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17 Dec 2003 : Column 940W—continued

Non-emergency Telephone Line

Lynne Jones: To ask the Secretary of State for the Home Department if he will make a statement on progress on setting up a dedicated non-emergency telephone line; and if he will assess 888 as a possibility for the numerical sequence. [142982]

Ms Blears: In our consultation paper, "Policing: Building Safer Communities Together", which was published on 4 November, the Home Office sought views on the introduction of a single, three-digit, non-emergency number for accessing local services. This built upon a previous proposal to introduce a single non-emergency number for the police. The closing date for contributions to the consultation is 27 January 2004. Work has begun to look at the possible scope of such a system. There are a number of models worldwide, including the American 311 system. We shall develop the proposal following the consultation feedback and the scoping work.

Ofcom (Oftel until 29 December 2003), which administers the UK's National Numbering Scheme, has advised us that it may be possible to allocate a three digit number for this service. That will be subject to a public consultation, run by Ofcom, to establish whether the service, which it is intended should be available through all networks and service providers, is objectively justifiable and whether the change required is proportionate to the benefit. That consultation will commence once we are clearer about the scope of the service.

Due to the availability of local dialling within a code area, Ofcom has also advised that the allocation of "888" is not possible without re-numbering all

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subscribers whose telephone number, minus area code, begins with "8" or "88". It is likely that the three digit number allocated for use in non-emergency cases will begin with the digit "1". We have yet to make a decision about the three digit number.

Regulations (Consultation)

Brian Cotter: To ask the Secretary of State for the Home Department what proportion of regulations introduced by the Department have been subject to a consultation period of less than 12 weeks since the introduction of the Code of Practice on Consultations. [142488]

Fiona Mactaggart: There is no direct correlation between Government consultations and individual regulations. For example, there has not been nor would there be written consultation prior to a statutory instrument being made designating territories under Part 1 of the Extradition Act 2003.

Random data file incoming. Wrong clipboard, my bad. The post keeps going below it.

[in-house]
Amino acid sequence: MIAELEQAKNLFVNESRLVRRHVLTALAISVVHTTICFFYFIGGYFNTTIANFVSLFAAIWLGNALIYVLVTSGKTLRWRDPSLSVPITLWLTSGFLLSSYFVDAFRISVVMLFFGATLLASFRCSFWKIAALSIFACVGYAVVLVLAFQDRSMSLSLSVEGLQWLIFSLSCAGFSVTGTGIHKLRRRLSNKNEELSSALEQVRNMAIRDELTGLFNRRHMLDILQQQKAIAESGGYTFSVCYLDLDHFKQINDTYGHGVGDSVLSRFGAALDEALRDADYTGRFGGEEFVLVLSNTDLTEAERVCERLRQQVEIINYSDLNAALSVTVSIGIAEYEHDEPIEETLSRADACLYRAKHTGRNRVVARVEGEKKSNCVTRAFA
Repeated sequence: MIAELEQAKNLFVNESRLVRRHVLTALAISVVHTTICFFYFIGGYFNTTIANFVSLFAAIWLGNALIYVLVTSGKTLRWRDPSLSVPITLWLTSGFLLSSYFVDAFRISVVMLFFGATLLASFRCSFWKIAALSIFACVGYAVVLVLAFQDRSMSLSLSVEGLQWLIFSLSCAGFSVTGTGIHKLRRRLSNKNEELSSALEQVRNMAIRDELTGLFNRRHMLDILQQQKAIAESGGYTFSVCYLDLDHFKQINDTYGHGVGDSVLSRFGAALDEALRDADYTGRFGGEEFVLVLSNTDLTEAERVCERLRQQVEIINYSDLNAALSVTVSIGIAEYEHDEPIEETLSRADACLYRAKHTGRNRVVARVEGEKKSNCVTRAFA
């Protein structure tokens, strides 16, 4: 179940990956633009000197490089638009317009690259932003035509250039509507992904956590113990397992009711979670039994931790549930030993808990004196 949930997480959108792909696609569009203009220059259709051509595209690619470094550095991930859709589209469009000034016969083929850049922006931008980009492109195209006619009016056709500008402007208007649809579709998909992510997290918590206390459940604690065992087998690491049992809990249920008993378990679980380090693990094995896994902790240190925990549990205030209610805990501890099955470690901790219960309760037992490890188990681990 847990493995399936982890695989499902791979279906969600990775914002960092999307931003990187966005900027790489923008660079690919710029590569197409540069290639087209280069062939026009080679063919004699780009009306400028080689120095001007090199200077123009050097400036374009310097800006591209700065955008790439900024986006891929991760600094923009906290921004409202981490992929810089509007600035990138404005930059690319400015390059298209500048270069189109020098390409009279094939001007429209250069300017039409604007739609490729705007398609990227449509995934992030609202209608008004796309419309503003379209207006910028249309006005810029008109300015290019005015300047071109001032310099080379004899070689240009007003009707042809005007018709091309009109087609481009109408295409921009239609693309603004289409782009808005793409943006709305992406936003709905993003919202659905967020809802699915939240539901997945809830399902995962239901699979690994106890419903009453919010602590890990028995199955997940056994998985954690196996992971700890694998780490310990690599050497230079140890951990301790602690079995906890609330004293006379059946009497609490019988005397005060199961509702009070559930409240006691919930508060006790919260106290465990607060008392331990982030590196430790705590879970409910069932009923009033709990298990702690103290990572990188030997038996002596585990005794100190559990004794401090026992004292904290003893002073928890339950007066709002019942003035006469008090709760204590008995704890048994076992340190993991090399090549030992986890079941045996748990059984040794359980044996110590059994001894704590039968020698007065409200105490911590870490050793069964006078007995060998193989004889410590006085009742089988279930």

The Cabinet Office Code of Practice on Written Consultation came into effect on 1 January 2001. In the period 1 January 2001 to 31 December 2002 the Home Office has published 49 consultations covered by the Code, of which 27 were less than 12 weeks.

Stowaways (Ferries)

Mr. Carmichael: To ask the Secretary of State for the Home Department what plans the Government have to introduce penalties for ferry companies who transport stowaways. [140671]

Beverley Hughes: The Government have no plans to introduce further legislation since ferry companies are already liable to charges in respect of stowaways.

Under section 40 of the Immigration and Asylum Act 1999 (as amended), where a person arrives in the United Kingdom and fails to produce a valid immigration document satisfactorily establishing his identity and his nationality or citizenship and where, required, a valid visa, the owner of the ship (or aircraft), in which he arrives is liable to a charge of (currently) £2,000 per person. Existing published guidance on carriers' liability charging procedures says that charges in respect of stowaways will be waived where the carrier had done everything possible to ensure that no unauthorised person used the service.

On 6 October 2003 the Government published a consultation document entitled "Carriers' Liability: Charging Procedures: A Guide for Carriers" setting out proposed amendments to that published guidance. In particular, the document proposes changes to the circumstances in which charges will be waived in respect of stowaways and explains in greater detail what is expected of carriers. Copies of the consultation document can be found in the Library and on the Home Office website

Unregistered Ships